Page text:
There is opportunity in chaos. As Democrats contemplate the 2020 campaign, they should recognize that Donald Trump has shattered longstanding political alignments, giving them the chance to reassemble the pieces to form a lasting political majority.
Doing this will require setting aside incremental thinking and embracing a platform of economic and social justice that would have been unthinkable in 2016. The objective should be to animate base voters while appealing to the significant slice of the electorate that moved toward Democrats in 2018, especially in suburbs across the country and among the non-Evangelical white working class. It would mean discarding the false choice between mobilizing base voters and persuading unaffiliated voters—and doing both. It would mean abandoning incrementalism in favor of a platform that suits the moment. It would mean nominating a charismatic candidate able to run a national grassroots campaign without relying on money from interests that would oppose redistributing wealth. It would mean framing the next election as a popular mandate for a new direction rather than simply a rejection of the status quo. And it should start now, with Nancy Pelosi’s House Democrats passing legislation they know will fail in the Senate as a down payment on what the party will do in two years if given the opportunity to make good on their promises.
The disruption Trump has caused to the political process makes bold thinking possible. Indeed, in a political system that dances to the leisurely rhythms of the nineteenth century, bold thinking is only possible in rare moments like this, when chaos reigns and the public is hungry for action. Trump himself has provided Democrats with the opening they need to advance the economic portion of a progressive agenda. Largely lost in discussions of the 2016 election is how Trump ran for president as an economic populist as well as a nativist. Remember when he was going to protect Medicare and Social Security, guarantee health care for everyone, and create jobs through government investments in infrastructure? If you don’t, it’s because, with the exception of trade, he ignored those refrains in favor of a (now unpopular) congressional Republican agenda of upward wealth redistribution. Democrats can claim the space he abandoned.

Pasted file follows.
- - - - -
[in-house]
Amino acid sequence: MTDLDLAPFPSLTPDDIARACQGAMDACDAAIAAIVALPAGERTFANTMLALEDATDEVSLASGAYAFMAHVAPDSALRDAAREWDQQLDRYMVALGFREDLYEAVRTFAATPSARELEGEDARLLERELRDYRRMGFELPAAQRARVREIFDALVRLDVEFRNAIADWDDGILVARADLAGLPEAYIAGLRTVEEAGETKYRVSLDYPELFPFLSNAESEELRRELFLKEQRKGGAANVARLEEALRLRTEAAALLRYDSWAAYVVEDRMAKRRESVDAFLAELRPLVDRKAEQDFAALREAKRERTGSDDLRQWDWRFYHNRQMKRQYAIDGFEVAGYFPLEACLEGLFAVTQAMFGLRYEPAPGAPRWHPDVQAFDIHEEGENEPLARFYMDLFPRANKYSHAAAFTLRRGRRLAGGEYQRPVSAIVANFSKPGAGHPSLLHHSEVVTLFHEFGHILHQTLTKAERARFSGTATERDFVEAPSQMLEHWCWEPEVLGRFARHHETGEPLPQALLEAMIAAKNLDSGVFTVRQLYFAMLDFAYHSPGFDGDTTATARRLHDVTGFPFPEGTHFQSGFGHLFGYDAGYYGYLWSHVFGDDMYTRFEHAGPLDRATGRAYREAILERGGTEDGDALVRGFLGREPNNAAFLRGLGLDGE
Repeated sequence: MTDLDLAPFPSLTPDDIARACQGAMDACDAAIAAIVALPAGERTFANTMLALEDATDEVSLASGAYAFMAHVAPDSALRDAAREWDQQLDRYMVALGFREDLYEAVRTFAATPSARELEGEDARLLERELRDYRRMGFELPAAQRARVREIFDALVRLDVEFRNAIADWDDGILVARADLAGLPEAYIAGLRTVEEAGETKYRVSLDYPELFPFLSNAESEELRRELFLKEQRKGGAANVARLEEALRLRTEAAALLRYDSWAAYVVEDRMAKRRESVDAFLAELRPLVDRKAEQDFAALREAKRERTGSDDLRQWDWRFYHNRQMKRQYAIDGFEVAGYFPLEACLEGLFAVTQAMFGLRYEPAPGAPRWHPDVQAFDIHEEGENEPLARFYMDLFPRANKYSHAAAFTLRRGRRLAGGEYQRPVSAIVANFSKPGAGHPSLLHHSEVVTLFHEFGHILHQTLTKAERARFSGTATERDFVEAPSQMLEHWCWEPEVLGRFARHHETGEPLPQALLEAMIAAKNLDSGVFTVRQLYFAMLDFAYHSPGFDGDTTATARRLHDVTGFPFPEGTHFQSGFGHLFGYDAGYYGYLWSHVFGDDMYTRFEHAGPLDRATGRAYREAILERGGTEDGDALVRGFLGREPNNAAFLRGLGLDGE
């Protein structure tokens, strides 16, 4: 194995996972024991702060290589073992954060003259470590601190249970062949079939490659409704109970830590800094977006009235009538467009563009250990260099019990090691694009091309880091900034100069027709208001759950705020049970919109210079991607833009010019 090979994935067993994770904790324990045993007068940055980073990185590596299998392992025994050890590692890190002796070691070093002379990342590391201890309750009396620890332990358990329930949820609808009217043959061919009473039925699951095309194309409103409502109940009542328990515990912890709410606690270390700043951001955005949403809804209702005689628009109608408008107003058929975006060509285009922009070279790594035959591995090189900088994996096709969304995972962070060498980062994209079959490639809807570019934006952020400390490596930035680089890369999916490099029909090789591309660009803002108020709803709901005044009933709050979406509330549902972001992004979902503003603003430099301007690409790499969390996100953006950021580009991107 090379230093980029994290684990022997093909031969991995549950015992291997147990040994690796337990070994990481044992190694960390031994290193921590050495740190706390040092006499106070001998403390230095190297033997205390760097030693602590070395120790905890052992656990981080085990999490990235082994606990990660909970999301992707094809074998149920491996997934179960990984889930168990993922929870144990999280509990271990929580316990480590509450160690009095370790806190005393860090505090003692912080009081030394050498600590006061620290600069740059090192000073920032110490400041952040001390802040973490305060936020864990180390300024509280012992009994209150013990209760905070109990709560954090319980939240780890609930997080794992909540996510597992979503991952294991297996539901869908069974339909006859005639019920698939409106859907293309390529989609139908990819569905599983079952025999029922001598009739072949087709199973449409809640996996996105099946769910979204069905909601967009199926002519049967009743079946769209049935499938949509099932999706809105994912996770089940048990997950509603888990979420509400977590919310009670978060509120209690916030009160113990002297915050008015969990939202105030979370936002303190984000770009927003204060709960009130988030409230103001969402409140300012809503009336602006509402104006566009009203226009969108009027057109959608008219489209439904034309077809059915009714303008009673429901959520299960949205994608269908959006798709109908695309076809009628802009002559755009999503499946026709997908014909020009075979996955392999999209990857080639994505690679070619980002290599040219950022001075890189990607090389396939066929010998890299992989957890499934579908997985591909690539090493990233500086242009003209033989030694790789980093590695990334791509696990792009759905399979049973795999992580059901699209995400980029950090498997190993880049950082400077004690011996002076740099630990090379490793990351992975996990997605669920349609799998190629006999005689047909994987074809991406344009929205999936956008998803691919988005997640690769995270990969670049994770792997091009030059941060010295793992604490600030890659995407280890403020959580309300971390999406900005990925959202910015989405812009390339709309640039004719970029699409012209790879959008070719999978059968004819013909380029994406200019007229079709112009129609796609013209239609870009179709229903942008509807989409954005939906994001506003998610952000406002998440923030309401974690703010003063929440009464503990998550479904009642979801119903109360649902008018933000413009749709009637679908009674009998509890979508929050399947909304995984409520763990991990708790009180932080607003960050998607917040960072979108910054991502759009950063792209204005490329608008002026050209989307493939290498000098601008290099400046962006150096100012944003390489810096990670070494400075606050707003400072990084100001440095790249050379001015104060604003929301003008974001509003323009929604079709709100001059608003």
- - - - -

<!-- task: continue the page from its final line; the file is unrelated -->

What would such an agenda look like? There are many possibilities, and they poll well. Medicare for all. Raising the minimum wage. An expansive clean energy plan that creates jobs and combats global warming. Student loan relief. Infrastructure reform. Progressive taxation to fund expensive programs equitably. Variants of these and similar ideas could be packaged as components of an economic justice platform which could dovetail with a social justice platform featuring a humane immigration policy, prison reform, a new voting rights act, election reform, treating gun violence as a public health emergency, and the like.
This list is suggestive, not exhaustive. The exact mix of policies and their packaging will be determined by the outcome of the nomination process, but it will by its nature contain ideas which are sure to be opposed by the outside interests that have long dominated party politics and by party elites who either do not want to advance this agenda or fear they will lose voters if they try. Risk-averse Democratic leaders may contend that an agenda this big will be near impossible to sell to the country, and the legislative process could never absorb it should the party win and try to enact it.
In ordinary times they would be right. But Democrats can plant big ideas in 2020 because Donald Trump has already plowed the field for them. Outside his base, he has become the poster child for a corrupt system and a political party invested in its own survival and the interests of the upper reaches of the one percent. Republicans under Trump are a rotten tree trunk of a party, and a savvy Democrat should be able to knock it over and offer the electorate something we haven’t tried yet, a change of direction that rejects both Republican corporatism and Democratic incrementalism.
I can practically hear some of my readers expressing well-placed skepticism that Democrats would be willing to do anything bold. Recent history presents sufficient reasons for doubt. At the same time, events have a way of shaping choices, and there are strong signs from the midterm campaign just passed that Democrats who take risks will be rewarded. In Texas, Georgia and Florida, charismatic Democrats who ran and narrowly lost campaigns in exceedingly difficult territory provided a road map for what a national grassroots campaign of mobilization and persuasion could look like. This model will almost certainly be given a test drive in the presidential primaries, aided by rules changes that boost the early influence of large states like Texas and California and decrease the power of elite super delegates. In the hands of the right candidate, during a moment of crisis, an agenda like this can excite the Democratic base and appeal to suburban and non-Evangelical white working class voters. That is a recipe for an electoral mandate on which to build a lasting political realignment.